Agriculture, Roads, and Economic Development in Uganda
A large fraction of Uganda’s population continues to earn a living from quasi-subsistence agriculture. This paper uses a static general equilibrium model to explore the relationships between high transportation costs, low productivity, and the size of the quasi-subsistence sector. We parameterize the model to replicate some key features of the Ugandan data, and we then perform a series of quantitative experiments. Our results suggest that the population in quasi-subsistence agriculture is highly sensitive both to agricultural productivity levels and to transportation costs. The model also suggests positive complementarities between improvements in agricultural productivity and transportation.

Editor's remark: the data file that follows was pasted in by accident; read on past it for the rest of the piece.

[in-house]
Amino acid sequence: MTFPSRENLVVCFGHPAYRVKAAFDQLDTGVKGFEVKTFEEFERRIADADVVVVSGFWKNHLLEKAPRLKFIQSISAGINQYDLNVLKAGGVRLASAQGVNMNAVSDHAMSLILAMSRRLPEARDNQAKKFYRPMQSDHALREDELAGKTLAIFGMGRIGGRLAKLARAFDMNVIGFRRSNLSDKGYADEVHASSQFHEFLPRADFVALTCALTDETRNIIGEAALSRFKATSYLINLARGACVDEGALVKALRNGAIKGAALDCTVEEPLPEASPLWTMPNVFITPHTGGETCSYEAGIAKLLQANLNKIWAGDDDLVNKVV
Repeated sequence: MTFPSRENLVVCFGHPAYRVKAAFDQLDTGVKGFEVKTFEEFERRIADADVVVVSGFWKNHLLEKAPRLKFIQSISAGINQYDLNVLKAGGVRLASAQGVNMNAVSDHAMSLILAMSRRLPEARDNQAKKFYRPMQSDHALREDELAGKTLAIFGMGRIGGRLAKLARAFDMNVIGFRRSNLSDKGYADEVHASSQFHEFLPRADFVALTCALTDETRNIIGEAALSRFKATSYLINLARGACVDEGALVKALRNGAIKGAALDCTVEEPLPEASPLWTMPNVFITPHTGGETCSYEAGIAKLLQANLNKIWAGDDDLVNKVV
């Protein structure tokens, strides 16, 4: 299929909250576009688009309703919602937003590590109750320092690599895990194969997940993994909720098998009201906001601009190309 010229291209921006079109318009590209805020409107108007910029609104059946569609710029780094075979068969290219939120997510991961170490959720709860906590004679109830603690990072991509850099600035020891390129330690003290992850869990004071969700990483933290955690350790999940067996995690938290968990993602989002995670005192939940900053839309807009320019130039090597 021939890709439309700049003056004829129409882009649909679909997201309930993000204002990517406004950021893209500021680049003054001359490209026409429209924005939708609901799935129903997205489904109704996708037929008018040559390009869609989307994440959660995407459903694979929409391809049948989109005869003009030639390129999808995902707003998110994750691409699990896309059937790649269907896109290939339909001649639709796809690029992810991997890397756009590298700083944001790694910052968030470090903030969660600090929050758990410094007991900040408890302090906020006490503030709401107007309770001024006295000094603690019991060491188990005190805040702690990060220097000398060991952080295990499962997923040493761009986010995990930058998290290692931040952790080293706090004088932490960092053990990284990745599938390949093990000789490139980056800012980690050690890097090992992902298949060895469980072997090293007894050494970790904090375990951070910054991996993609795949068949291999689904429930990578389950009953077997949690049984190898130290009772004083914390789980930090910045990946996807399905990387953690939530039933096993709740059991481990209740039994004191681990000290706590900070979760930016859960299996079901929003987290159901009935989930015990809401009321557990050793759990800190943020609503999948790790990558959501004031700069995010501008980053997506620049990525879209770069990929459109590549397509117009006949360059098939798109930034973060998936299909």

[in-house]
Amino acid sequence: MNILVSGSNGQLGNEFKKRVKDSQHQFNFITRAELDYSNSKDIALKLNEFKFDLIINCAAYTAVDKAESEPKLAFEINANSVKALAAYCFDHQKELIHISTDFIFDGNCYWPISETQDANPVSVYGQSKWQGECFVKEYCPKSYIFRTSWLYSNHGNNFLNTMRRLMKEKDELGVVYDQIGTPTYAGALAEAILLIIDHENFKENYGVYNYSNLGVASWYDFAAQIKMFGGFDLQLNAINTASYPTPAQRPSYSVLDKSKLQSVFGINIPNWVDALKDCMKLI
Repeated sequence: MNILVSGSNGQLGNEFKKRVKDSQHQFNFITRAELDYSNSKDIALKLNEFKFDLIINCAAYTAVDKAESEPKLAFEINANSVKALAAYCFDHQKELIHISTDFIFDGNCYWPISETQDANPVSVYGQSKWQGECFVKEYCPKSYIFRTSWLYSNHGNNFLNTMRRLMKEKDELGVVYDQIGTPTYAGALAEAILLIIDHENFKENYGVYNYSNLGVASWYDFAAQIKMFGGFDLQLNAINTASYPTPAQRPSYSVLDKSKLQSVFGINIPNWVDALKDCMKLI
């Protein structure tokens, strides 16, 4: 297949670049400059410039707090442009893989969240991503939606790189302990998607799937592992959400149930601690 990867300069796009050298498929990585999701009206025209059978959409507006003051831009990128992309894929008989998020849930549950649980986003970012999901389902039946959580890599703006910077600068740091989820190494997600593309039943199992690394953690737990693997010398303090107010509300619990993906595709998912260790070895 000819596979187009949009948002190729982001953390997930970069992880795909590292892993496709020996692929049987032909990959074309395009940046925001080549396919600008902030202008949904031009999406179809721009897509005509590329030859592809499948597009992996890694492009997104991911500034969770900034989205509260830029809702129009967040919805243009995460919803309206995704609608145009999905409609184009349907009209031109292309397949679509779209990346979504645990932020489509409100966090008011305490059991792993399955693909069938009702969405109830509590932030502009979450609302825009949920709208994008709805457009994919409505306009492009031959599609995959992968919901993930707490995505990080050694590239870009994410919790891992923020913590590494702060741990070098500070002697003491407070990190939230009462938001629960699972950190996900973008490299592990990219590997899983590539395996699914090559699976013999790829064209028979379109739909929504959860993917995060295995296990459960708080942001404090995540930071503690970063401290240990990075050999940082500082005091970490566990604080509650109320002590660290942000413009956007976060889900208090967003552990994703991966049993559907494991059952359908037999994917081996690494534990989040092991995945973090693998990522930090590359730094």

I have received financial support in excess of $10,000 over the last three years from the Federal Reserve Bank of Minneapolis, the Federal Reserve Bank of Atlanta, Yonsei University (South Korea) , the Environmental Protection Agency and the World Bank.